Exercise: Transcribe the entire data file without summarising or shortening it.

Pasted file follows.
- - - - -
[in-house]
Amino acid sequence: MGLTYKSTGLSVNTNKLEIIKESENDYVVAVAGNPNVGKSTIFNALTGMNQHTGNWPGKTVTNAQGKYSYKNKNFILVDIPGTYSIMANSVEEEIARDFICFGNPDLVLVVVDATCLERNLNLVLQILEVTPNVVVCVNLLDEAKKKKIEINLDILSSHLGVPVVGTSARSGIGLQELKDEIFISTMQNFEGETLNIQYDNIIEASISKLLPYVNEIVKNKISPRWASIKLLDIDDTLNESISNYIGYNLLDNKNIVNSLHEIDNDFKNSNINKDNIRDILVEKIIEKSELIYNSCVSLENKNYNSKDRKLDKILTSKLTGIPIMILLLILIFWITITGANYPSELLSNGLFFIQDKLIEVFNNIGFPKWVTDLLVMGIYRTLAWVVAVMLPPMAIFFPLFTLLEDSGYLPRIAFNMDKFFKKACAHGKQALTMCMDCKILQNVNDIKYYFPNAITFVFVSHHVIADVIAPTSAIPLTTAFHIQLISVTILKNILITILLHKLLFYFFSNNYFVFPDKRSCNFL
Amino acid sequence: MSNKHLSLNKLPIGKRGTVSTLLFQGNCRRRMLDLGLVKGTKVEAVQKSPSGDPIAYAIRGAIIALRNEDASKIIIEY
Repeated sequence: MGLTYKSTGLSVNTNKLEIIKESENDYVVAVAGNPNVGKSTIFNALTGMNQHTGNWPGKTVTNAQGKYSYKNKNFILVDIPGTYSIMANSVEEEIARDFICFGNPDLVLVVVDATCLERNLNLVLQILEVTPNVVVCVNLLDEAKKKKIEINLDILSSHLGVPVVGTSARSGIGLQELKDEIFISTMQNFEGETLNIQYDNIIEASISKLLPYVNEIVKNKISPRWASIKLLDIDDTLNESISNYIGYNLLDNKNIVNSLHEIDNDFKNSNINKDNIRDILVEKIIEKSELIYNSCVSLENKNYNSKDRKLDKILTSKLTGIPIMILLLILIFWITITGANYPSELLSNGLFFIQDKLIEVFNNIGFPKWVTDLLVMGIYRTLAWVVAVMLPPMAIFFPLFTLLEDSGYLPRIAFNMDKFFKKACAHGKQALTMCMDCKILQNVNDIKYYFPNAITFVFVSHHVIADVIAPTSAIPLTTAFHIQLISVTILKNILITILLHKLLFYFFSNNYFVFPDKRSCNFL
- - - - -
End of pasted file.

[in-house]
Amino acid sequence: MGLTYKSTGLSVNTNKLEIIKESENDYVVAVAGNPNVGKSTIFNALTGMNQHTGNWPGKTVTNAQGKYSYKNKNFILVDIPGTYSIMANSVEEEIARDFICFGNPDLVLVVVDATCLERNLNLVLQILEVTPNVVVCVNLLDEAKKKKIEINLDILSSHLGVPVVGTSARSGIGLQELKDEIFISTMQNFEGETLNIQYDNIIEASISKLLPYVNEIVKNKISPRWASIKLLDIDDTLNESISNYIGYNLLDNKNIVNSLHEIDNDFKNSNINKDNIRDILVEKIIEKSELIYNSCVSLENKNYNSKDRKLDKILTSKLTGIPIMILLLILIFWITITGANYPSELLSNGLFFIQDKLIEVFNNIGFPKWVTDLLVMGIYRTLAWVVAVMLPPMAIFFPLFTLLEDSGYLPRIAFNMDKFFKKACAHGKQALTMCMDCKILQNVNDIKYYFPNAITFVFVSHHVIADVIAPTSAIPLTTAFHIQLISVTILKNILITILLHKLLFYFFSNNYFVFPDKRSCNFL
Amino acid sequence: MSNKHLSLNKLPIGKRGTVSTLLFQGNCRRRMLDLGLVKGTKVEAVQKSPSGDPIAYAIRGAIIALRNEDASKIIIEY
Repeated sequence: MGLTYKSTGLSVNTNKLEIIKESENDYVVAVAGNPNVGKSTIFNALTGMNQHTGNWPGKTVTNAQGKYSYKNKNFILVDIPGTYSIMANSVEEEIARDFICFGNPDLVLVVVDATCLERNLNLVLQILEVTPNVVVCVNLLDEAKKKKIEINLDILSSHLGVPVVGTSARSGIGLQELKDEIFISTMQNFEGETLNIQYDNIIEASISKLLPYVNEIVKNKISPRWASIKLLDIDDTLNESISNYIGYNLLDNKNIVNSLHEIDNDFKNSNINKDNIRDILVEKIIEKSELIYNSCVSLENKNYNSKDRKLDKILTSKLTGIPIMILLLILIFWITITGANYPSELLSNGLFFIQDKLIEVFNNIGFPKWVTDLLVMGIYRTLAWVVAVMLPPMAIFFPLFTLLEDSGYLPRIAFNMDKFFKKACAHGKQALTMCMDCKILQNVNDIKYYFPNAITFVFVSHHVIADVIAPTSAIPLTTAFHIQLISVTILKNILITILLHKLLFYFFSNNYFVFPDKRSCNFL